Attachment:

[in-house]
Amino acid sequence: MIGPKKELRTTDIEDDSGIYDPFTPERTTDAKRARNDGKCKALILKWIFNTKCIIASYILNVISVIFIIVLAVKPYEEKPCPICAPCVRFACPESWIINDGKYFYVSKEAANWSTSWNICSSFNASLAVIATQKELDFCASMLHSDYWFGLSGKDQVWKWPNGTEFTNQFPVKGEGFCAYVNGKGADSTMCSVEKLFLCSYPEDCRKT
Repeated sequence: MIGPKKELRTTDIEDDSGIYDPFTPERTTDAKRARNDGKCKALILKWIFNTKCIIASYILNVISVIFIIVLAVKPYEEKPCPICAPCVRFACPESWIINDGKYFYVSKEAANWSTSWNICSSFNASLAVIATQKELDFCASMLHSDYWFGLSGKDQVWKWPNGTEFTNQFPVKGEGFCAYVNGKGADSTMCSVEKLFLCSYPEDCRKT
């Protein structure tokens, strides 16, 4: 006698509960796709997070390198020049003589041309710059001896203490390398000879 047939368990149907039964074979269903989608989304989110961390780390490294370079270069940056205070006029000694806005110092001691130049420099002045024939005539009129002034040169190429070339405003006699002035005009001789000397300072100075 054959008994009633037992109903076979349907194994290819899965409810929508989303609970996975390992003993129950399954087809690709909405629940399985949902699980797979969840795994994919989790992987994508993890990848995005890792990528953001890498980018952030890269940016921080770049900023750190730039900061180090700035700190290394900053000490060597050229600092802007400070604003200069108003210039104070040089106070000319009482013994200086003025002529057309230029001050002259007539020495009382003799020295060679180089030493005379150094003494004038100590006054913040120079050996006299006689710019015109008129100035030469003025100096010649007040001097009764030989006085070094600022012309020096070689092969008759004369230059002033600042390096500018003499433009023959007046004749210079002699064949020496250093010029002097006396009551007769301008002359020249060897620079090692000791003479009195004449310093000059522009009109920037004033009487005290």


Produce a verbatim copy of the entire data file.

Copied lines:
[in-house]
Amino acid sequence: MIGPKKELRTTDIEDDSGIYDPFTPERTTDAKRARNDGKCKALILKWIFNTKCIIASYILNVISVIFIIVLAVKPYEEKPCPICAPCVRFACPESWIINDGKYFYVSKEAANWSTSWNICSSFNASLAVIATQKELDFCASMLHSDYWFGLSGKDQVWKWPNGTEFTNQFPVKGEGFCAYVNGKGADSTMCSVEKLFLCSYPEDCRKT
Repeated sequence: MIGPKKELRTTDIEDDSGIYDPFTPERTTDAKRARNDGKCKALILKWIFNTKCIIASYILNVISVIFIIVLAVKPYEEKPCPICAPCVRFACPESWIINDGKYFYVSKEAANWSTSWNICSSFNASLAVIATQKELDFCASMLHSDYWFGLSGKDQVWKWPNGTEFTNQFPVKGEGFCAYVNGKGADSTMCSVEKLFLCSYPEDCRKT
């Protein structure tokens, strides 16, 4: 006698509960796709997070390198020049003589041309710059001896203490390398000879 047939368990149907039964074979269903989608989304989110961390780390490294370079270069940056205070006029000694806005110092001691130049420099002045024939005539009129002034040169190429070339405003006699002035005009001789000397300072100075 054959008994009633037992109903076979349907194994290819899965409810929508989303609970996975390992003993129950399954087809690709909405629940399985949902699980797979969840795994994919989790992987994508993890990848995005890792990528953001890498980018952030890269940016921080770049900023750190730039900061180090700035700190290394900053000490060597050229600092802007400070604003200069108003210039104070040089106070000319009482013994200086003025002529057309230029001050002259007539020495009382003799020295060679180089030493005379150094003494004038100590006054913040120079050996006299006689710019015109008129100035030469003025100096010649007040001097009764030989006085070094600022012309020096070689092969008759004369230059002033600042390096500018003499433009023959007046004749210079002699064949020496250093010029002097006396009551007769301008002359020249060897620079090692000791003479009195004449310093000059522009009109920037004033009487005290």